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Category: software

SEO Evaluation of an Archival Website: Looking at UMBC’s Digital Collections

Flickr Commons: Do-it-yourself-womanEach week brings announcements of archives launching new websites. Today both my email and Twitter told me about  University of Maryland, Baltimore County’s new Digital Collections site. Who can resist peeking at new materials available online?

I have spent much of the past year learning the details of Search Engine Optimization. Usually shortened to SEO, this simply refers to the use of techniques which improve the traffic sent to a website via organic search. Want your webpage to show up at the top of the list for a specific search in Google? You want to work on your SEO. ... 

A History of Our Own, Representing Communities and Identities on the Web (SAA09: Session 202)

LOC Flickr Commons: Sylvia Sweets Tea RoomAndrew Flinn, University College London (UCL), was the second speaker during SAA09’s Session 202 with his presentation ‘A History of Our Own, Representing Communities and Identities on the Web’. Flinn began with the idea that archives are “a place for creating and re-working memory”. While independent community archives are constituted around many purposes, Flinn’s main interest is in communities focused on absences and mis-representation of a group or event in history. Communities in which there is a cultural, politcal, or artistic activism. Some of these communities may be considered ‘movements’. ... 

Archivists and New Technology: When Do The Records Matter?

Navigating the rapidly changing landscape of new technology is a major challenge for archivists. As quickly as new technologies come to market, people adopt them and use them to generate records. Businesses, non-profits and academic institutions constantly strive to find ways to be more efficient and to cut their budgets. New technology often offers the promise of cost reductions. In this age of constantly evolving software and technological innovation, how do archivists know when a new technology is important or established enough to take note of? When do the records generated by the latest and greatest technology matter enough to save? ... 

SAA2009: Building, Managing and Participating in Online Communities

SAA 2009: Sustainable Archives AUSTIN 09It is official – the panel I proposed for SAA 2009 (aka, Sustainable Archives: AUSTIN 2009) was accepted!

Title: Building, Managing and Participating in Online Communities: Avoiding Culture Shock Online

Abstract: As more archival materials move online, archivists must become adept at participating in and managing online communities. This session will discuss real world experiences of this involvement, including putting images into the Flickr Commons and links to archival materials in Wikipedia, as well as guidelines on cultural norms within online communities. We will also discuss choosing between building new communities from scratch vs joining a broader, existing community (such as the Flickr Commons). ... 

Susa 2.0: Max Evans’ Finding Aid Prototype

Susa Young GatesAs part of his portion of our SAA 2008 panel in San Francisco, Max Evans demonstrated his prototype for a new way to view an EAD finding aid. You can download his presentation from the SAA’s site: Finding Aids for the 21st Century: The Next Evolution.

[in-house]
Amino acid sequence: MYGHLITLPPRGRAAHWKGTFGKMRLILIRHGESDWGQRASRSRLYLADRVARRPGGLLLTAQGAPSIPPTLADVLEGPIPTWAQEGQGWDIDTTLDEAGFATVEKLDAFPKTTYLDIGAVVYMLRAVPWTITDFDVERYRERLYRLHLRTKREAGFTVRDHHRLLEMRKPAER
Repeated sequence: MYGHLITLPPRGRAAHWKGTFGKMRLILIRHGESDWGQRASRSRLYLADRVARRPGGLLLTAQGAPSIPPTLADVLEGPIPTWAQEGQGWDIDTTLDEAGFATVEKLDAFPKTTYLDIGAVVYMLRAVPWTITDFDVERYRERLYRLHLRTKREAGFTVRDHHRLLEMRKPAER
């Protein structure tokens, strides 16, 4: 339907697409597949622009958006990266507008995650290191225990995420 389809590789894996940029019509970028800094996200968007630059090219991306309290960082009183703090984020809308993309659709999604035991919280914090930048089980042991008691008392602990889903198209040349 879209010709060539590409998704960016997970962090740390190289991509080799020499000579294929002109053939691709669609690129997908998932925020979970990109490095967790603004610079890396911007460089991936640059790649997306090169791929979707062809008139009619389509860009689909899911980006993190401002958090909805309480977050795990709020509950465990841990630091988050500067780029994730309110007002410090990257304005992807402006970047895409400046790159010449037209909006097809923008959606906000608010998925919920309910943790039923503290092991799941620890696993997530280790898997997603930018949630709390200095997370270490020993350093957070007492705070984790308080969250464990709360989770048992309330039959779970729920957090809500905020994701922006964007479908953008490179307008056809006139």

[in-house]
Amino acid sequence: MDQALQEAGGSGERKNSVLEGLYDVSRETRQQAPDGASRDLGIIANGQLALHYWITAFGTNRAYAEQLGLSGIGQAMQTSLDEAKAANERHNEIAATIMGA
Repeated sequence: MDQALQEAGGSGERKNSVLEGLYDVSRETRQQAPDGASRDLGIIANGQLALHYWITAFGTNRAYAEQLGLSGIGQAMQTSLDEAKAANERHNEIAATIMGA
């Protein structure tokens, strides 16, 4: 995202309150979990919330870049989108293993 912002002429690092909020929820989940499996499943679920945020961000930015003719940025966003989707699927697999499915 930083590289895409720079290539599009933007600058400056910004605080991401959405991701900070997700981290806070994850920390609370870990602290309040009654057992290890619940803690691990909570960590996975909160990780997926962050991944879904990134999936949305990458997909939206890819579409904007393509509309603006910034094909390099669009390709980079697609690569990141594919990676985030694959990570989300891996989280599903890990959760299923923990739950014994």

Max’s prototype of Susa 2.0 is now online! He asked that I make sure you know it works best (showing all the intended mouse over text for links) with Internet Explorer version 6.0. The prototype presents the finding aid of the Susa Young Gates Papers from the Utah State Historical Society. His design tackles the major issues that plague large finding aids normally displayed in traditional single page layouts. Anyone who has looked at a large finding aid online has had the experience of being scrolled down somewhere in the middle and realizing they have no idea what they are looking at. What folder is this item in? What box is this folder in? Am I reading through a list of letters from 1950 or are these the ones from 1970? ... 

NEH Digital Humanities Startup Grant News: Visualizing Archival Collections

archivesz ng

As of August 22nd, 2008 it was official. There is even a blog post over on the NEH Office of Digital Humanities updates page to prove it. The University of Maryland was granted a Level I NEH Digital Humanities Startup Grant to fund work on the ‘Visualizing Archival Collections’ project. The official one liner is that the project will support “The development of visualization tools for assessing information contained in electronic archival finding aids created with Encoded Archival Description (EAD)”. Why did I wait so long to announce this on the blog? I wanted to have something fun to announce at the end of my SAA presentation out in San Francisco! ... 

SAA2008: Preservation and Experimentation with Analog/Digital Hybrid Literary Collections (Session 203)

floppy disks

The official title of Session 203 was Getting Our Hands Dirty (and Liking It): Case Studies in Archiving Digital Manuscripts. The session chair, Catherine Stollar Peters from the New York State Archives and Records Administration, opened the session with a high level discussion of the “Theoretical Foundations of Archiving Digital Manuscripts”. The focus of this panel was preserving hybrid collections of born digital and paper based literary records. The goal was to review new ways to apply archival techniques to digital records. The presenters were all archivists without IT backgrounds who are building on others work … and experimenting. She also mentioned that this also impacts researchers, historians, and journalists.For each of the presenters, I have listed below the top challenges and recommendations. If you attended the sessions, you can skip forward to my thoughts...